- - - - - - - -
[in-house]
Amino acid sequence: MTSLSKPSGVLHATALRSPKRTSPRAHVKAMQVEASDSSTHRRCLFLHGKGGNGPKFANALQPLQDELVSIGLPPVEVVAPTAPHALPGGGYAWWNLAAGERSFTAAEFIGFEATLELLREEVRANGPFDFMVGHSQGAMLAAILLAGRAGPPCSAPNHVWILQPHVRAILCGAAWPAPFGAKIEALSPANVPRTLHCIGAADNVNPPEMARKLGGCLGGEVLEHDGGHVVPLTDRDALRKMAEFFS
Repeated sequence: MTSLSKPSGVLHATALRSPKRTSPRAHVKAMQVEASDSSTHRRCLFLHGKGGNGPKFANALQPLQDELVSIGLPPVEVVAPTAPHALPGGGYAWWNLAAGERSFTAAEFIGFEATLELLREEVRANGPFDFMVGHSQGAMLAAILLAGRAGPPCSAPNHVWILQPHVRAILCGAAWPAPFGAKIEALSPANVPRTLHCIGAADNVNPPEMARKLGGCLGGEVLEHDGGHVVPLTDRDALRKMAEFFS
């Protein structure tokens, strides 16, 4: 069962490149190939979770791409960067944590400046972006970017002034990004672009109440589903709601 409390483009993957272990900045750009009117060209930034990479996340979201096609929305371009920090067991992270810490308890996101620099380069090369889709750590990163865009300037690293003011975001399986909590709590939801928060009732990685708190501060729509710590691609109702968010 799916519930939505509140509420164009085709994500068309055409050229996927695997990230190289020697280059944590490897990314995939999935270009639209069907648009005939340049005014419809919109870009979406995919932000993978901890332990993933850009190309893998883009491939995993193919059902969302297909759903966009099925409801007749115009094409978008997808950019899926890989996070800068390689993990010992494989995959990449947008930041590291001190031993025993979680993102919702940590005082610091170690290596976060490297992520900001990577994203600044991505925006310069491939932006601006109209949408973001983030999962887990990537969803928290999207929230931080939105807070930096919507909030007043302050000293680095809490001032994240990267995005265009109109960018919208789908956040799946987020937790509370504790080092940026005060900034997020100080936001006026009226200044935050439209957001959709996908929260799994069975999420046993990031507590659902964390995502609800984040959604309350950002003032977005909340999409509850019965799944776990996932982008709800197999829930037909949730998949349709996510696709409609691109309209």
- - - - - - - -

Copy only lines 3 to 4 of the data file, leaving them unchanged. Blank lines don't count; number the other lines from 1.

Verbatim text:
Repeated sequence: MTSLSKPSGVLHATALRSPKRTSPRAHVKAMQVEASDSSTHRRCLFLHGKGGNGPKFANALQPLQDELVSIGLPPVEVVAPTAPHALPGGGYAWWNLAAGERSFTAAEFIGFEATLELLREEVRANGPFDFMVGHSQGAMLAAILLAGRAGPPCSAPNHVWILQPHVRAILCGAAWPAPFGAKIEALSPANVPRTLHCIGAADNVNPPEMARKLGGCLGGEVLEHDGGHVVPLTDRDALRKMAEFFS
């Protein structure tokens, strides 16, 4: 069962490149190939979770791409960067944590400046972006970017002034990004672009109440589903709601 409390483009993957272990900045750009009117060209930034990479996340979201096609929305371009920090067991992270810490308890996101620099380069090369889709750590990163865009300037690293003011975001399986909590709590939801928060009732990685708190501060729509710590691609109702968010 799916519930939505509140509420164009085709994500068309055409050229996927695997990230190289020697280059944590490897990314995939999935270009639209069907648009005939340049005014419809919109870009979406995919932000993978901890332990993933850009190309893998883009491939995993193919059902969302297909759903966009099925409801007749115009094409978008997808950019899926890989996070800068390689993990010992494989995959990449947008930041590291001190031993025993979680993102919702940590005082610091170690290596976060490297992520900001990577994203600044991505925006310069491939932006601006109209949408973001983030999962887990990537969803928290999207929230931080939105807070930096919507909030007043302050000293680095809490001032994240990267995005265009109109960018919208789908956040799946987020937790509370504790080092940026005060900034997020100080936001006026009226200044935050439209957001959709996908929260799994069975999420046993990031507590659902964390995502609800984040959604309350950002003032977005909340999409509850019965799944776990996932982008709800197999829930037909949730998949349709996510696709409609691109309209």